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Why do Employees Leave Good Companies?

Exactly why do good companies lose their best employees?

 

 

In the words of Sir Richard Branson, ‘Train people well enough so they can leave, treat them well enough so they don’t want to!’

 

In our past articles, we’ve looked at the lengths companies go to in order to attract talent.  Companies are recognising the benefit of good staff and are offering things such as flexible working, individual packages and personal development in order to recruit.  But what happens after that and why are the best employees leaving for something new?

 

We look at the top 6 reasons for departure and what can be done to avoid the cycle. 

 

1 – Lack of Company Vision

Maslow’s hierarchy of needs suggests a ‘sense of belonging’ comes directly after our basic needs of food, water and safety. This sense of belonging in the workplace translates quite simply to teamwork and working to a unified goal.  Employees want to feel passionate about the company they work for and, in order for this to happen, they need to have a clear vision that is communicated from the top down.  With a lack of company vision and goals, employees will lose drive and direction and ultimately look elsewhere to find it. 

 

  1. Inconsistent Performance Reviews

The annual performance review really should be a thing of the past.  Employees that are worth their salt want to know that they are valued; and not just once a year!  Good management communicate regularly with their teams and individuals, continually offering appreciation, guidance, advice and improvement tips.  The most frustrating thing in an annual review is inconsistency.  Employees get frustrated at working with their line manager every day for 12 months, only to be surprised at their annual review with feedback that has not been communicated previously. 

 

  1. Solely Negative Feedback

Positivity breeds productivity! 

It’s human nature to focus on the bad things.  We’re a nation that is ready to complain when we feel things aren’t right yet sit quietly when things are going well or even surpass our expectations.  Sadly, this can be true of the workplace too.

 

Good management teams provide constructive criticism to their employees that acts as a learning tool, providing opportunity and helping them with their personal development as opposed to negative feedback that leaves them with poor self-esteem, low morale, disengagement and reduced productivity. 

 

Of course, there will be times when negative feedback is required and it’s good management to reprimand unwanted behavior as soon as possible.  But negative feedback can’t be the only feedback people receive.  Petty and unimportant issues need to be resolved and put to bed.  Employees with line managers that focus on small insignificant errors are ones with frustrations and these small frustrations can build.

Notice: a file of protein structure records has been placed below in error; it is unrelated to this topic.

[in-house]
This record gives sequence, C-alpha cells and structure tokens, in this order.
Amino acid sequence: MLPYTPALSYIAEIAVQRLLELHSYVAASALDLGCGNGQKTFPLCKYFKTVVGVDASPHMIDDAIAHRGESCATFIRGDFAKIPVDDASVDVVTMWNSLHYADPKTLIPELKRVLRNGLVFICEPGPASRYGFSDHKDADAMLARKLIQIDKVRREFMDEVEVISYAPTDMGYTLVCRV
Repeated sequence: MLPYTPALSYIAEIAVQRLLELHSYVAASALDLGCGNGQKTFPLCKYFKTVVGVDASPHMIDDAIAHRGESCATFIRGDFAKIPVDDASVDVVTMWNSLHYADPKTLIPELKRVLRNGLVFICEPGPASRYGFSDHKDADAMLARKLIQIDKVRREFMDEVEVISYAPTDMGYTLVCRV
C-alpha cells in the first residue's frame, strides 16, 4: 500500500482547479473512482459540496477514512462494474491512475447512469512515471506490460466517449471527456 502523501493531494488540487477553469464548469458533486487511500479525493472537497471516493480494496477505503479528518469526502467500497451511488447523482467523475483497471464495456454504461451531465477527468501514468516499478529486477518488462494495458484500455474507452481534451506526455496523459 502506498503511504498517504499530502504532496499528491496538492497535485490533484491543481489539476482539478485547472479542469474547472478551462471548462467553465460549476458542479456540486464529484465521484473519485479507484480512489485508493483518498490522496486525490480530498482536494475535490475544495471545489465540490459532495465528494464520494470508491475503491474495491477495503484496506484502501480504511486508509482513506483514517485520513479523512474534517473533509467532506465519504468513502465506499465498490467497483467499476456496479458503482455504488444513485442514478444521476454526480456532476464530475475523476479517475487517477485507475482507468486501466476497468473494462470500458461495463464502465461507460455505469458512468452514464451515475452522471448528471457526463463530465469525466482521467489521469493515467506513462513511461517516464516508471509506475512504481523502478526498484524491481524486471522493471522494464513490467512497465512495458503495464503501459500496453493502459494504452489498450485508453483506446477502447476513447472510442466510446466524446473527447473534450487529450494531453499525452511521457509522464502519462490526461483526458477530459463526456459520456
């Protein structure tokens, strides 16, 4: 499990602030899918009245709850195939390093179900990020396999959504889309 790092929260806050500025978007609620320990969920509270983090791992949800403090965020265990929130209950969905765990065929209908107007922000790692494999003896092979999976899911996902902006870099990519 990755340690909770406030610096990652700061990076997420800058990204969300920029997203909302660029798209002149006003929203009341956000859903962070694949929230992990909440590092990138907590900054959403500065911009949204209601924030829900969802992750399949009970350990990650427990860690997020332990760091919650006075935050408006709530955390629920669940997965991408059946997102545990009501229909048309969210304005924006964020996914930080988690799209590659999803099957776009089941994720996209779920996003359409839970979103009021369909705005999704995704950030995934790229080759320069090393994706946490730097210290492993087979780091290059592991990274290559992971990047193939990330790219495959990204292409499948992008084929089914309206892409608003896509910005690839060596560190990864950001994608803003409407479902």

Confidence is key to productivity and positive reinforcement will result in employees that are engaged and willing to work hard. 

 

As a general rule, negative feedback should be given immediately and in private, whereas positive feedback can be given at any time and is more than acceptable in public.

 

 

  1. Ignoring Talent and Desires

Many employees leave their place of work as they feel they have been pushed into a role that needs to be filled as opposed to working to their strengths.

 

Valuable employees will have passion, personal goals and a desire to work towards a certain position.  If they are pushed into a role that isn’t working to their strengths and desires they will, no doubt, look elsewhere. 

 

The key is to work to employee strengths and tailor their talent to the task; in short, setting them up for success.  Using your employees talents and strengths will make them feel valued and confident and will also benefit the business. 

 

Employees also need to feel that they are being challenged.  Personal development programmes should be on offer and once new skills are acquired, the employee should be able to utilise them.  

A strength-focused culture makes your employees more engaged and happy employees are more productive, innovative and of course, less likely to leave. 

 

 

  1. Work Infringes on Personal Time

With technology, communication and international business, employees can be answering calls and emails well into the evening and even at weekends.  Workers can feel that putting in 8 hours in the office isn’t enough and can feel pressured to check and answer emails in their personal time.  Flexible working is a key demand of the younger generation in the workplace, which could make this harder to manage.  However, developing and encouraging employees to relax and take ample time away from work will make them happier and more productive when work time comes round again.  

 

  1. The Lies!

No-one likes to be lied to and this certainly is true in the workplace.  According to Dominique Rodgers of Monster.com, the top three company lies are:

– ‘We promote work-life balance’ and then look for people to work long hours and take work home. 

– ‘If we do as we project, everyone will receive an annual bonus.’ When the projections are unobtainable, the bonus never comes no matter how hard people work which of course, breeds animosity. 

– We’ll give you an opportunity to advance your career in our company’ and then fail to deliver goals, milestones and rewards. 

 

 

We’re talking to candidates looking for a new and rewarding role every day and we can certainly second all of the above.  Listening to candidates with key skills, it’s clear to see that each and every point above contributes hugely to their search for a new position.  At TD Group

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